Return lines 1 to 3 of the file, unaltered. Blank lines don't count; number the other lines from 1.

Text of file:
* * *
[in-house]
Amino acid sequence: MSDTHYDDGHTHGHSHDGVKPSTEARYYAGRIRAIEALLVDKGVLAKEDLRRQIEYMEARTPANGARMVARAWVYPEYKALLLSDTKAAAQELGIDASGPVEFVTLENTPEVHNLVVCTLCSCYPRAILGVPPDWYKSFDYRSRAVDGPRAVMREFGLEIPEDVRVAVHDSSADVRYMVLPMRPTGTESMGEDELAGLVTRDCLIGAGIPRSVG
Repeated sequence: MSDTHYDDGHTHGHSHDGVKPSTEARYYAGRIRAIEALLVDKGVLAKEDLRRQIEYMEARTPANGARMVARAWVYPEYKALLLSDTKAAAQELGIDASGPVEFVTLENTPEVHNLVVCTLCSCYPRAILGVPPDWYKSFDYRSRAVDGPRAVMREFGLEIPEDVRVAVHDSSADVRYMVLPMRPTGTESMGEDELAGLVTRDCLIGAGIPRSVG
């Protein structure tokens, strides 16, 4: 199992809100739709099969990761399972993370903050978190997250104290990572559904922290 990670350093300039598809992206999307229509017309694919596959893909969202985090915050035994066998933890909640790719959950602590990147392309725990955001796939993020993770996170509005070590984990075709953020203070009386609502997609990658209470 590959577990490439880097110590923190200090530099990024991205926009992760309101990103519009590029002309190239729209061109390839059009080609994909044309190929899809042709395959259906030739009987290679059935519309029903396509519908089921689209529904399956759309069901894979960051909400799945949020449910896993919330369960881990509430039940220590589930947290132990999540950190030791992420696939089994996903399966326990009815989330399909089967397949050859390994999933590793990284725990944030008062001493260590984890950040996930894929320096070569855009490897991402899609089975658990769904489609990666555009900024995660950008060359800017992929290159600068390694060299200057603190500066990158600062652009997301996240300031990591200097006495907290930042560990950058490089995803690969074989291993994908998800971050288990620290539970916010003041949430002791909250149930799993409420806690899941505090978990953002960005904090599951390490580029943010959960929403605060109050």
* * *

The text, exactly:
[in-house]
Amino acid sequence: MSDTHYDDGHTHGHSHDGVKPSTEARYYAGRIRAIEALLVDKGVLAKEDLRRQIEYMEARTPANGARMVARAWVYPEYKALLLSDTKAAAQELGIDASGPVEFVTLENTPEVHNLVVCTLCSCYPRAILGVPPDWYKSFDYRSRAVDGPRAVMREFGLEIPEDVRVAVHDSSADVRYMVLPMRPTGTESMGEDELAGLVTRDCLIGAGIPRSVG
Repeated sequence: MSDTHYDDGHTHGHSHDGVKPSTEARYYAGRIRAIEALLVDKGVLAKEDLRRQIEYMEARTPANGARMVARAWVYPEYKALLLSDTKAAAQELGIDASGPVEFVTLENTPEVHNLVVCTLCSCYPRAILGVPPDWYKSFDYRSRAVDGPRAVMREFGLEIPEDVRVAVHDSSADVRYMVLPMRPTGTESMGEDELAGLVTRDCLIGAGIPRSVG